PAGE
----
Live from DMA2010: Lawrence M. Kimmel on Change and Direct Marketing
"I thought I'd start today talking about something I do every day of my life, and something I'll continue to do every morning of every day for the rest of my life," said Lawrence M. Kimmel, CEO of the Direct Marketing Association, to start the Monday morning open general session, "change."
The DMA's message throughout 2010 has been that the new technologies are direct marketing and you need to integrate them. It's practicing what it preaches. The MyDMA smartphone app allows attendees to browse and schedule sessions like a personal assistant (there's similar functionality on the website, but there's precious little opportunity to connect to that at the show, so the move to smartphones really shines). There are social media quote boards around the hall that scroll through things being said about DMA2010 all over the Internet. Several sessions are being streamed around the world, and there will be a Social Media Face-Off later today that will be adjudicated by text message.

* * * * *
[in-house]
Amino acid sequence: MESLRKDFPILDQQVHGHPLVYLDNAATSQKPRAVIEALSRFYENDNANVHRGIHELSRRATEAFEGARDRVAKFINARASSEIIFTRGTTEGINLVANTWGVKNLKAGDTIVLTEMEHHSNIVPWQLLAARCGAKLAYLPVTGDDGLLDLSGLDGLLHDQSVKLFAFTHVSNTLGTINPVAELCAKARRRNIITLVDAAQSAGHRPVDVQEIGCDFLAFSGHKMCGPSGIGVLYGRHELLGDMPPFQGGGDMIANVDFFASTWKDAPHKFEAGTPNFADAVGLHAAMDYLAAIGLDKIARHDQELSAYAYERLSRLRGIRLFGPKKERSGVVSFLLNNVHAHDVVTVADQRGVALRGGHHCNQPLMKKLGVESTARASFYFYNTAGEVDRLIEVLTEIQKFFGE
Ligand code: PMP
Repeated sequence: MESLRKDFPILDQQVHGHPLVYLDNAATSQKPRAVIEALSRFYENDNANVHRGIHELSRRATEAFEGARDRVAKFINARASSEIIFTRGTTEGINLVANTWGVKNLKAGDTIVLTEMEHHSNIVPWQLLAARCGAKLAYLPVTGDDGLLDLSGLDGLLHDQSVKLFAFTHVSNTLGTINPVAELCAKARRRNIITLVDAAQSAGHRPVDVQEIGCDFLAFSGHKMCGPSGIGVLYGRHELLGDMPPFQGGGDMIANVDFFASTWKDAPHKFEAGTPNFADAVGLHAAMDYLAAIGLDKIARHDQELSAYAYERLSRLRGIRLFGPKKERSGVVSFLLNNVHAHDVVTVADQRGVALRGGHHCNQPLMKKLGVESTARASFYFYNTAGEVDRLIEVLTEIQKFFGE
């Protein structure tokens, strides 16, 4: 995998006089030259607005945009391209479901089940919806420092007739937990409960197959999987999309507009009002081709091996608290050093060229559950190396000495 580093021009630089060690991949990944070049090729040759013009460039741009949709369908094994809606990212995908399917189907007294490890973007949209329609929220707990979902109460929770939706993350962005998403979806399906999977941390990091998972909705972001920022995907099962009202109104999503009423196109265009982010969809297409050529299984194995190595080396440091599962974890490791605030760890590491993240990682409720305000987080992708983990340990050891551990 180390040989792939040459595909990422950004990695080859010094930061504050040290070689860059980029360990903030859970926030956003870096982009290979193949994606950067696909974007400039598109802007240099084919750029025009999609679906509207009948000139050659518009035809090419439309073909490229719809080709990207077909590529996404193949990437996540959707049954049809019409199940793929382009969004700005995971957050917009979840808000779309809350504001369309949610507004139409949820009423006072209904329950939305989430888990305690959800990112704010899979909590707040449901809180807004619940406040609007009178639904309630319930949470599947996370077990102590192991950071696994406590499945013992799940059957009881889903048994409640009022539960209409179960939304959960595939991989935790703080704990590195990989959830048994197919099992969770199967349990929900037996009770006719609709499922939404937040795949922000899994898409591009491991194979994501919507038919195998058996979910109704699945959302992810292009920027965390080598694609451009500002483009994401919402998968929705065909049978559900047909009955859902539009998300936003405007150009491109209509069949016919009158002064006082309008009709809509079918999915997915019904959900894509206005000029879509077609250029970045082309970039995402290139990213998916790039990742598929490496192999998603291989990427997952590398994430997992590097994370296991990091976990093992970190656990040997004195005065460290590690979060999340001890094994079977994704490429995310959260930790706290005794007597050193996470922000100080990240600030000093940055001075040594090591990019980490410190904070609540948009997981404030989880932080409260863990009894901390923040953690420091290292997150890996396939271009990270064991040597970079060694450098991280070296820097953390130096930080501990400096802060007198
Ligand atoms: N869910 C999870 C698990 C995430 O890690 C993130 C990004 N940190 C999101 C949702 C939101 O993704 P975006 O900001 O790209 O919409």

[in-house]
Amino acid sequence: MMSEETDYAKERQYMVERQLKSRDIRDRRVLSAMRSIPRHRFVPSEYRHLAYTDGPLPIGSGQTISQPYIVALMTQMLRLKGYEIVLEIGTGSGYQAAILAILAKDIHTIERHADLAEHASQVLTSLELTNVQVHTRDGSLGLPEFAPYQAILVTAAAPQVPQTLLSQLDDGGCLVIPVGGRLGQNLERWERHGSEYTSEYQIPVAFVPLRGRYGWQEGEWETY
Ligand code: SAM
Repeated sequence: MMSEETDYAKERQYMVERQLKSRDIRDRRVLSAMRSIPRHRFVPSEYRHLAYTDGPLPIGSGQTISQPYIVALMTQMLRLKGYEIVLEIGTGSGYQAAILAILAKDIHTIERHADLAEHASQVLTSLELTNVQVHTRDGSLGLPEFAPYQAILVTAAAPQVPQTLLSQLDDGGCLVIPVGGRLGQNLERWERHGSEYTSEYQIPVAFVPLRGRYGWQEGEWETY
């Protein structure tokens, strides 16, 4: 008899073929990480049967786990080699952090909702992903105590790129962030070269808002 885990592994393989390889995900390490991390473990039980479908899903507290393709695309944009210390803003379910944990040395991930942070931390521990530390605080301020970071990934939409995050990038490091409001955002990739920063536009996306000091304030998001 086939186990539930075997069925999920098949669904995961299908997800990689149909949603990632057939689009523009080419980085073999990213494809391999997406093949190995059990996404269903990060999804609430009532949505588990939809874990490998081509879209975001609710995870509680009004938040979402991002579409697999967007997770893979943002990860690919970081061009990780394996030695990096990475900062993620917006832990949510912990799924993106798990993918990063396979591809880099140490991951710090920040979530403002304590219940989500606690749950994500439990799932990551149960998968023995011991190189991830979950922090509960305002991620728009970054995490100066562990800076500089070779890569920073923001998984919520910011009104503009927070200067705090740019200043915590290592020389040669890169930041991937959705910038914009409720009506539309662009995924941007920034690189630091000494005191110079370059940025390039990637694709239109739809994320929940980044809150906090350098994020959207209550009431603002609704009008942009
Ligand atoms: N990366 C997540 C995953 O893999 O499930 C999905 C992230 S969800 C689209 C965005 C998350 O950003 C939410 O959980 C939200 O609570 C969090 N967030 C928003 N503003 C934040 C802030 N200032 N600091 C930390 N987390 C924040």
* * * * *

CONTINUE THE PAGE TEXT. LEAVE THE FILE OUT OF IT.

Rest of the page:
People are networking in person all around me, of course, but there's that extra feeling that we're not isolated in that. The show feels next gen—as if this extra coordination, connectivity and social interaction makes this all more productive. It may all just be perception, but perceptions count.
The DMA's just launched a "sitelet," NewDMA.org, that will become the DMA's new website. Eventually it will be customizable, allowing each user to limit the information they see to only the things they're interested in to better parse what can be an overwhelming amount of information from the site. The DMA is also rolling out a new "knowledge bank" that will allow members to see sessions at conferences they could not attend, like this one.
Change has been good and bad for direct marketers. Kimmel spoke about how for 20 years he sat at the kiddie table as a direct marketer while "real marketers" (advertisers) discussed the grown-up strategies. But today he said it turns out, "We were right. ... We understood the importance of analytics underlying marketing communications 40-50 years ago. ... We understood the importance of quantification in marketing before the computer age was upon us."